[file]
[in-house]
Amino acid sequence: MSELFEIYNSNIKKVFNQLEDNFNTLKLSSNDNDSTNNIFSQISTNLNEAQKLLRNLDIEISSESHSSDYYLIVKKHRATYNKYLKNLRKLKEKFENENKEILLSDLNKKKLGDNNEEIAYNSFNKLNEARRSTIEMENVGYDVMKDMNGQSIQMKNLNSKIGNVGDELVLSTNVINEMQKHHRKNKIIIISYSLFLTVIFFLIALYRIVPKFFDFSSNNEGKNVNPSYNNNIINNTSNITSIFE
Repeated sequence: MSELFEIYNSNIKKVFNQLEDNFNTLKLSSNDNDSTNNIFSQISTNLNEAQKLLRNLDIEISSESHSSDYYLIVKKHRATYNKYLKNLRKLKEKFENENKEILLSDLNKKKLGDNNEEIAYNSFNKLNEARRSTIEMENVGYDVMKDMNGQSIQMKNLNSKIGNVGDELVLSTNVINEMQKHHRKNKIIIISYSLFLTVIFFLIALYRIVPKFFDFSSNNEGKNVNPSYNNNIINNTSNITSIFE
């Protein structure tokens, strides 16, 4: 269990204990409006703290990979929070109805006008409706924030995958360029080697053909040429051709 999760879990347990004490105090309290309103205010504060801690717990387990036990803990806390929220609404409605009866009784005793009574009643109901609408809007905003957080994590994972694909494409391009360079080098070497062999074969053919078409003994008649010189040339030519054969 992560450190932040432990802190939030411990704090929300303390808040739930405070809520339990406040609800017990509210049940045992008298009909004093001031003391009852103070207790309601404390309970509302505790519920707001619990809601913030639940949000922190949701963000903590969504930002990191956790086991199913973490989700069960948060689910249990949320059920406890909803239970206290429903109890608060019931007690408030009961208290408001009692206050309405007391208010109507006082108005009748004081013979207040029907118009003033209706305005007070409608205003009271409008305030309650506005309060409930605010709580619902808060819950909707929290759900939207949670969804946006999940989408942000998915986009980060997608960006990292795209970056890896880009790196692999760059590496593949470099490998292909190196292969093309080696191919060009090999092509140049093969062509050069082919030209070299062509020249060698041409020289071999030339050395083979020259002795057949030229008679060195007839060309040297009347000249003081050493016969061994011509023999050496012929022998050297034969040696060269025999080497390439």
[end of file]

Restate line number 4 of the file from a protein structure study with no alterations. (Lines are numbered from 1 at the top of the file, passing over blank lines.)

């Protein structure tokens, strides 16, 4: 269990204990409006703290990979929070109805006008409706924030995958360029080697053909040429051709 999760879990347990004490105090309290309103205010504060801690717990387990036990803990806390929220609404409605009866009784005793009574009643109901609408809007905003957080994590994972694909494409391009360079080098070497062999074969053919078409003994008649010189040339030519054969 992560450190932040432990802190939030411990704090929300303390808040739930405070809520339990406040609800017990509210049940045992008298009909004093001031003391009852103070207790309601404390309970509302505790519920707001619990809601913030639940949000922190949701963000903590969504930002990191956790086991199913973490989700069960948060689910249990949320059920406890909803239970206290429903109890608060019931007690408030009961208290408001009692206050309405007391208010109507006082108005009748004081013979207040029907118009003033209706305005007070409608205003009271409008305030309650506005309060409930605010709580619902808060819950909707929290759900939207949670969804946006999940989408942000998915986009980060997608960006990292795209970056890896880009790196692999760059590496593949470099490998292909190196292969093309080696191919060009090999092509140049093969062509050069082919030209070299062509020249060698041409020289071999030339050395083979020259002795057949030229008679060195007839060309040297009347000249003081050493016969061994011509023999050496012929022998050297034969040696060269025999080497390439």